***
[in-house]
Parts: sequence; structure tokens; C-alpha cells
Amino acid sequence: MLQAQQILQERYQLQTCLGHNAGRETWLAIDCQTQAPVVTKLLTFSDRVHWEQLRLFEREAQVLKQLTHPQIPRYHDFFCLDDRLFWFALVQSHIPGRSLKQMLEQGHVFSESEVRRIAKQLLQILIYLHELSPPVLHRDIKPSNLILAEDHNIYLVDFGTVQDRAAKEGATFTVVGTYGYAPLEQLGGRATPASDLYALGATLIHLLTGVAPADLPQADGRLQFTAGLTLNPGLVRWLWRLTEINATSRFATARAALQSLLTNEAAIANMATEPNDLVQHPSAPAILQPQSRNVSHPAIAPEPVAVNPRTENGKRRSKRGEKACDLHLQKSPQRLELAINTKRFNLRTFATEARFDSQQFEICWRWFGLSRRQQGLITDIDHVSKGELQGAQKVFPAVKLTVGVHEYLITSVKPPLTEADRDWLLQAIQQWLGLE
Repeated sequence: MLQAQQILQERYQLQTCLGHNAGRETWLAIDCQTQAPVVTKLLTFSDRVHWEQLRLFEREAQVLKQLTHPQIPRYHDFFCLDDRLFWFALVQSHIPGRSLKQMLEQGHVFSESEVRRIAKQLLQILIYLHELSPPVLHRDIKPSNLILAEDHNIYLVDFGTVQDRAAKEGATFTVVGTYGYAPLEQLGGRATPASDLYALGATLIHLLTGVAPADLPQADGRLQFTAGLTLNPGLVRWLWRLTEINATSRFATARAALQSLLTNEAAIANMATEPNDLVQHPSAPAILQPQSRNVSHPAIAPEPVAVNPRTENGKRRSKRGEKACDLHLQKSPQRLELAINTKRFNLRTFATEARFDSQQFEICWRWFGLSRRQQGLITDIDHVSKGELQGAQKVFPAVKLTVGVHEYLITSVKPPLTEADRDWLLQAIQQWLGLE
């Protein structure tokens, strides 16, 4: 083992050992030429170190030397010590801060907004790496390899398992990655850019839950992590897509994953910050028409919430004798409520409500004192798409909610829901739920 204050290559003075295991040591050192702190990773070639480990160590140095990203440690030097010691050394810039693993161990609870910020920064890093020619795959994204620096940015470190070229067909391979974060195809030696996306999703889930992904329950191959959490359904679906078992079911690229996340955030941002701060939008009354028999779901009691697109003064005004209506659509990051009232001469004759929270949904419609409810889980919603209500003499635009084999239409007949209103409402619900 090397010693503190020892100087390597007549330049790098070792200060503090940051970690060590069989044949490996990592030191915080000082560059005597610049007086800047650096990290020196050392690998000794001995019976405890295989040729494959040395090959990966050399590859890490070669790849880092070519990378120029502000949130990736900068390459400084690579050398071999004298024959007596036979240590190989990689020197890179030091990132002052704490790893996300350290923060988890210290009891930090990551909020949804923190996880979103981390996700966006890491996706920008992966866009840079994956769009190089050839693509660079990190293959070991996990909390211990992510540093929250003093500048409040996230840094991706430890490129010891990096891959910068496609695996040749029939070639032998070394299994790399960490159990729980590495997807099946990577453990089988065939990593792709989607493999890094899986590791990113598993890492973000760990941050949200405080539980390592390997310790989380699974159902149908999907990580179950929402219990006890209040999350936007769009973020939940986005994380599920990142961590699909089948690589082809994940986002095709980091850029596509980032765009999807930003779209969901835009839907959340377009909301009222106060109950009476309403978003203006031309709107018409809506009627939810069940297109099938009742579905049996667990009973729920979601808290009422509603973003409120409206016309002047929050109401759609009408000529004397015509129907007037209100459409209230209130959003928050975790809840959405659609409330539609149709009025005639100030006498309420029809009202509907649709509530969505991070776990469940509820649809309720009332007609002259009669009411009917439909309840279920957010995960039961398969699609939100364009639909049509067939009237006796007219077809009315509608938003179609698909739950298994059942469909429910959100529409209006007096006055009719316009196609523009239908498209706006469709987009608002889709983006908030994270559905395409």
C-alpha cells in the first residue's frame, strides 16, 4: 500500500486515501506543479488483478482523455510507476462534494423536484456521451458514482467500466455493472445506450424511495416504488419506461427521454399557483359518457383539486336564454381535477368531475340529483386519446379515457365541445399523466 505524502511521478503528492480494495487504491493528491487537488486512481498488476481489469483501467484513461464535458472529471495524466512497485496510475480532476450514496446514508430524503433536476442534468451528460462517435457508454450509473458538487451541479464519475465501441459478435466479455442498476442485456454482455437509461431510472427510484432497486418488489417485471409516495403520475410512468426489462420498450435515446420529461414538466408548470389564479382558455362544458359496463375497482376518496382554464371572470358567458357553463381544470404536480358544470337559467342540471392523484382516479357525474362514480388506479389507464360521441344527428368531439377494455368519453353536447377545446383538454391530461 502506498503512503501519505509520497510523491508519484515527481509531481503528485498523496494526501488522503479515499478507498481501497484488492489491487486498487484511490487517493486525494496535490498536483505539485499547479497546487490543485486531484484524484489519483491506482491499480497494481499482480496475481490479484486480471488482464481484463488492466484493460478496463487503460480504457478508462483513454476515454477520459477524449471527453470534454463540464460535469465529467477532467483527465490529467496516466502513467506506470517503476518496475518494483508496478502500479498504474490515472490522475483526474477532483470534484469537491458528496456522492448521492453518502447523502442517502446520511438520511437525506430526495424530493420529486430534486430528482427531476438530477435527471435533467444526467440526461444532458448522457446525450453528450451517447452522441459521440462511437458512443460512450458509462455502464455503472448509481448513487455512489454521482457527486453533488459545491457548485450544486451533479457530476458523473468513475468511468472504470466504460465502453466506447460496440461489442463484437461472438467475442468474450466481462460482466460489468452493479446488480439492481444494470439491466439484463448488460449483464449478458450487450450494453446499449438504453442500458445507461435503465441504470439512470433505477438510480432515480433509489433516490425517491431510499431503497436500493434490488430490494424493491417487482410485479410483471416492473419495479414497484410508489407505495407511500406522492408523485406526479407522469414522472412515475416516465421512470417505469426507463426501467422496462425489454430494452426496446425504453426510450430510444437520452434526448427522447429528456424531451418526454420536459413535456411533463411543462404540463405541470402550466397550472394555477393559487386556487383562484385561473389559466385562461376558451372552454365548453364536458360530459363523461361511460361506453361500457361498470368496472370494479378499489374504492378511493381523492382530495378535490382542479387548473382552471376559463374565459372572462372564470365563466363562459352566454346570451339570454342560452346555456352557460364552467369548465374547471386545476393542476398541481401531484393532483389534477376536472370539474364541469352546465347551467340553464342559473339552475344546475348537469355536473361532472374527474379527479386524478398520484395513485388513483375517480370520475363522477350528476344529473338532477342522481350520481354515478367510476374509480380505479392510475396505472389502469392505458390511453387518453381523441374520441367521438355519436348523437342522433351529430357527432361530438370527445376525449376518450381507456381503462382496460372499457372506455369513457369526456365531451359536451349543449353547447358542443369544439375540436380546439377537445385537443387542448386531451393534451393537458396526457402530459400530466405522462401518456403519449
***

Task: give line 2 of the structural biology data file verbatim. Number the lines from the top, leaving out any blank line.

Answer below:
Parts: sequence; structure tokens; C-alpha cells